While some pollutants are restricted in their range and in the size and number of the population they affect, mercury is not one of them. Wherever it is mined, used or discarded, it is liable – in the absence of effective disposal methods – to finish up thousands of kilometers away because of its propensity to travel through air and water. Beyond that, it reaches the environment more often after being unintentionally emitted than through negligence in its disposal. The prime example of this is the role played by the burning of fossil fuels and biomass in adding to mercury emissions. Once released, mercury can travel long distances, and persists in environments where it circulates between air, water, sediments, soil, and living organisms. Mercury is concentrated as it rises up the food chain, reaching its highest level in predator fish such as swordfish and shark that may be consumed by humans. There can also be serious impacts on ecosystems, including reproductive effects on birds and predatory mammals. High exposure to mercury is a serious risk to human health and to the environment. Air emissions of mercury are highly mobile globally, while aquatic releases of mercury are more localised. Mercury in water becomes more biologically dangerous and eventually some mercury evaporates into the atmosphere. Once deposited in soils and sediments, the mercury changes its chemical form, largely through metabolism by bacteria or other microbes, and becomes methylmercury, the most dangerous form for human health and the environment. Methylmercury normally accounts for at least 90 per cent of the mercury in fish. Mercury can enter the food chain either from agricultural products or from seafood.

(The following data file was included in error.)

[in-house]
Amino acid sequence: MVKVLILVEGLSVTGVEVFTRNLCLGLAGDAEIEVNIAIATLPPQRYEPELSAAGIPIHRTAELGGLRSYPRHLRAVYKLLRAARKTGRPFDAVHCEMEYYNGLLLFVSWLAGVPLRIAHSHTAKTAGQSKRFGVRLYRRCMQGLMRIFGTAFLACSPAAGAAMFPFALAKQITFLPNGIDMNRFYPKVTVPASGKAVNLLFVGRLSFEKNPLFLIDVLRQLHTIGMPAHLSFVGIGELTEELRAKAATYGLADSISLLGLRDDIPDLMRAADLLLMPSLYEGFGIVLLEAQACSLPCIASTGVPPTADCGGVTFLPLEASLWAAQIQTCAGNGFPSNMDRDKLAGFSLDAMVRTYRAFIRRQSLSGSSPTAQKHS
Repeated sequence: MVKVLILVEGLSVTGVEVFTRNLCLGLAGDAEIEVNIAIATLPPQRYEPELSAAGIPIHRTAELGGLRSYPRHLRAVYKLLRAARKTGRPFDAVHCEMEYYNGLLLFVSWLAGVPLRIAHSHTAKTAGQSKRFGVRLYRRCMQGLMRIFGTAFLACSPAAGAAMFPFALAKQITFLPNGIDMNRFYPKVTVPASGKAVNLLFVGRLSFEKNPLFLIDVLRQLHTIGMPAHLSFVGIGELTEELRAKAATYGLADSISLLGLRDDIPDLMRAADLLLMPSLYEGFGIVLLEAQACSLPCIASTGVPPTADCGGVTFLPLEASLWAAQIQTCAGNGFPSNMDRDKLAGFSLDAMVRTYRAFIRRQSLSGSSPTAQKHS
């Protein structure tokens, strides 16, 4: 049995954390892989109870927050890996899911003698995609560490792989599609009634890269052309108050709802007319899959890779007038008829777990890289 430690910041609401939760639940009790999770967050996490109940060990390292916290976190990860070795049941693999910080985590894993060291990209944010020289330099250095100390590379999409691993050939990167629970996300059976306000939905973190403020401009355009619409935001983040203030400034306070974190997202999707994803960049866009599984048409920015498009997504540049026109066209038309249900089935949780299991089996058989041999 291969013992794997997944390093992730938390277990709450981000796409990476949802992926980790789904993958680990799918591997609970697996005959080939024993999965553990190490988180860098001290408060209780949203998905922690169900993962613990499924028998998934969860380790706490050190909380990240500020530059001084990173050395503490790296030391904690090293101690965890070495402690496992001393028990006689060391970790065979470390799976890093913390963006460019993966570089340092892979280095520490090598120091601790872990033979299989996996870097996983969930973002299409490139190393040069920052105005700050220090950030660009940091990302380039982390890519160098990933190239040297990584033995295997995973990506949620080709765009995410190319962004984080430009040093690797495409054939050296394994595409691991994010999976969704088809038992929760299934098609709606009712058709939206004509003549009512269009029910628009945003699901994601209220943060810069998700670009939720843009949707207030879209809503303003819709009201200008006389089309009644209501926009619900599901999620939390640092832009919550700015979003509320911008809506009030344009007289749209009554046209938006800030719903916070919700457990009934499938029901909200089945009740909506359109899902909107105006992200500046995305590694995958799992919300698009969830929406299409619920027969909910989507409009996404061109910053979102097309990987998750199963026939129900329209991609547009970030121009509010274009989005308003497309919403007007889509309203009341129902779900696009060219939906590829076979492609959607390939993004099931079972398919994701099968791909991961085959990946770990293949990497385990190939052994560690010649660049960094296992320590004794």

From collection: Mercury - Time to act